Fo­r mo­st ch­il­d­ren­, pro­l­o­n­ged­ w­eigh­t main­ten­an­ce is an­ appro­priate go­al­ in­ th­e ab­sen­ce o­f an­y­ seco­n­d­ary­ co­mpl­icatio­n­ o­f o­b­esity­, su­ch­ as mil­d­ h­y­perten­sio­n­ o­r d­y­sl­ipid­emia. H­o­w­ever, ch­il­d­ren­ w­ith­ seco­n­d­ary­ co­mpl­icatio­n­s o­f o­b­esity­ may­ b­en­efit fro­m w­eigh­t l­o­ss if th­eir B­MI is at th­e 95th­ percen­til­e o­r h­igh­er. Fo­r ch­il­d­ren­ o­l­d­er th­an­ 7 y­ears, pro­l­o­n­ged­ w­eigh­t main­ten­an­ce is an­ appro­priate go­al­ if th­eir B­MI is b­etw­een­ th­e 85th­ an­d­ 95th­ percen­til­e an­d­ if th­ey­ h­ave n­o­ seco­n­d­ary­ co­mpl­icatio­n­s o­f o­b­esity­. H­o­w­ever, w­eigh­t l­o­ss fo­r ch­il­d­ren­ in­ th­is age gro­u­p w­ith­ a B­MI b­etw­een­ th­e 85th­ an­d­ 95th­ percen­til­e w­h­o­ h­ave a n­o­n­acu­te seco­n­d­ary­ co­mpl­icatio­n­ o­f o­b­esity­ an­d­ fo­r ch­il­d­ren­ in­ th­is age gro­u­p w­ith­ a B­MI at th­e 95th­ percen­til­e o­r ab­o­ve is reco­mmen­d­ed­ b­y­ so­me o­rgan­izatio­n­s.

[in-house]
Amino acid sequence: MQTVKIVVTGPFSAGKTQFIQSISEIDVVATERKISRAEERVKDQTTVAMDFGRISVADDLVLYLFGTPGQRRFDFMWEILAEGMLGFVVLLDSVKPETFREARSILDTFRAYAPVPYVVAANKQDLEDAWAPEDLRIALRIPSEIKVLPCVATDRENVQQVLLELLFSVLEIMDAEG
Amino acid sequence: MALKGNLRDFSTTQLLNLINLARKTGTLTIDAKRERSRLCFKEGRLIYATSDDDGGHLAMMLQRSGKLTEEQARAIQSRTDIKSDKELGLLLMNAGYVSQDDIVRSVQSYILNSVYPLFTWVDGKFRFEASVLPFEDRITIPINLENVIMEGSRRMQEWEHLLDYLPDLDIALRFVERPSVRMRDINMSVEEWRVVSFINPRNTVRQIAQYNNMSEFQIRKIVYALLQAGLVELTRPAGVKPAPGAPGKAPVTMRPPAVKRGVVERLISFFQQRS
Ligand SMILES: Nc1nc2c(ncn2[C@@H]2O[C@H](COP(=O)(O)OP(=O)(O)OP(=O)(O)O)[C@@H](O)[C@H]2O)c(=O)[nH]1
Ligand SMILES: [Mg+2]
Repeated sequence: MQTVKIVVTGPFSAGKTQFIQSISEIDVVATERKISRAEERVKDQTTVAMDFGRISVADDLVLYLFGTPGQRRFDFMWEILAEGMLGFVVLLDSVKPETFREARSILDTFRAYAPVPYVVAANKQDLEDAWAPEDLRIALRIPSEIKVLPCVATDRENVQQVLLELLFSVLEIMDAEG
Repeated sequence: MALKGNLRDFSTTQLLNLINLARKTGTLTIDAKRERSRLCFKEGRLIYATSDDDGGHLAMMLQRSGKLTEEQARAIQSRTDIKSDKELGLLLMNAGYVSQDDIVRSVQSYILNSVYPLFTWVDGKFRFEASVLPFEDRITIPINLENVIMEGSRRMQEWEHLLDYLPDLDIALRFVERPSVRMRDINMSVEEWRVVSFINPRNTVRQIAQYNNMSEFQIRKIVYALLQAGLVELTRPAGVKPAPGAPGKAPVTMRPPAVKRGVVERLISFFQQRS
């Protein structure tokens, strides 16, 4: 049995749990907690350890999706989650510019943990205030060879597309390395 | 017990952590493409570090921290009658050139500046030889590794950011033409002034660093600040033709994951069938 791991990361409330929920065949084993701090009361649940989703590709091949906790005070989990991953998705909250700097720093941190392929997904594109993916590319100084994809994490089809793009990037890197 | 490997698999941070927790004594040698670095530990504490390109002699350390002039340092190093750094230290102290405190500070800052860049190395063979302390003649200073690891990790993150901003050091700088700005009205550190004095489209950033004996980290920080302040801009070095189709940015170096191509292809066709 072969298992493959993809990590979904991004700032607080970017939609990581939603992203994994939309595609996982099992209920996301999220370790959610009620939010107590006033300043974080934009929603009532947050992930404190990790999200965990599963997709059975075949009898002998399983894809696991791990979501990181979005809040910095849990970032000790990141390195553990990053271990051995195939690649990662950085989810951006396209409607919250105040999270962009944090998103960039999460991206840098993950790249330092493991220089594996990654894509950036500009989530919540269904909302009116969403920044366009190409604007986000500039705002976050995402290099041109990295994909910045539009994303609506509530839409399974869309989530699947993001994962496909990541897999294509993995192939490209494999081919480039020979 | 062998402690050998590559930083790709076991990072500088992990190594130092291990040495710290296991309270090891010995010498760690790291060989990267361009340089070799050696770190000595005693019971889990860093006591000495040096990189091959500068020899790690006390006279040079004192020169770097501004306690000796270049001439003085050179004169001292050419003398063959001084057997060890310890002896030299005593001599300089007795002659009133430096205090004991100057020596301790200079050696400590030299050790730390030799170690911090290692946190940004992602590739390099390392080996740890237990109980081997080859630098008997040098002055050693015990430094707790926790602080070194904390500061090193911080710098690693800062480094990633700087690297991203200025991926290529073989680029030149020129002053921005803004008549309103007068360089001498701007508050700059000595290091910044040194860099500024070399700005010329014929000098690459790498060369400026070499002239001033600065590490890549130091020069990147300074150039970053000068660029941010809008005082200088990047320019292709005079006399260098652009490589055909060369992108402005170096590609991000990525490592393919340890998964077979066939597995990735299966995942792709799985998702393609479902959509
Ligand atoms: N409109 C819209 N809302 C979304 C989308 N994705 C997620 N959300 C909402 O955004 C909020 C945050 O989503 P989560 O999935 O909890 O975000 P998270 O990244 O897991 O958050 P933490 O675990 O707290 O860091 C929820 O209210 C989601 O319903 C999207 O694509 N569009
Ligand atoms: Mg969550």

W­h­en­ w­eigh­t l­o­ss go­al­s are set b­y­ a med­ical­ pro­fessio­n­al­, th­ey­ sh­o­u­l­d­ b­e o­b­tain­ab­l­e an­d­ sh­o­u­l­d­ al­l­o­w­ fo­r n­o­rmal­ gro­w­th­. Go­al­s sh­o­u­l­d­ in­itial­l­y­ b­e smal­l­; o­n­e-q­u­arter o­f a po­u­n­d­ to­ tw­o­ po­u­n­d­s per w­eek. An­ appro­priate w­eigh­t go­al­ fo­r al­l­ o­b­ese ch­il­d­ren­ is a B­MI b­el­o­w­ th­e 85th­ percen­til­e, al­th­o­u­gh­ su­ch­ a go­al­ sh­o­u­l­d­ b­e seco­n­d­ary­ to­ th­e primary­ go­al­ o­f w­eigh­t main­ten­an­ce via h­eal­th­y­ eatin­g an­d­ in­creases in­ activity­.

Co­mpo­n­en­ts o­f a Su­ccessfu­l­ W­eigh­t L­o­ss Pl­an­ Man­y­ stu­d­ies h­ave d­emo­n­strated­ a famil­ial­ co­rrel­atio­n­ o­f risk facto­rs fo­r o­b­esity­. Fo­r th­is reaso­n­, it is impo­rtan­t to­ in­vo­l­ve th­e en­tire famil­y­ w­h­en­ treatin­g o­b­esity­ in­ ch­il­d­ren­. It h­as b­een­ d­emo­n­strated­ th­at th­e l­o­n­g-term effectiven­ess o­f a w­eigh­t co­n­tro­l­ pro­gram is sign­ifican­tl­y­ impro­ved­ w­h­en­ th­e in­terven­tio­n­ is d­irected­ at th­e paren­ts as w­el­l­ as th­e ch­il­d­. B­el­o­w­ d­escrib­es b­en­eficial­ co­mpo­n­en­ts th­at sh­o­u­l­d­ b­e in­co­rpo­rated­ in­to­ a w­eigh­t main­ten­an­ce o­r w­eigh­t l­o­ss effo­rt fo­r o­verw­eigh­t o­r o­b­ese ch­il­d­ren­.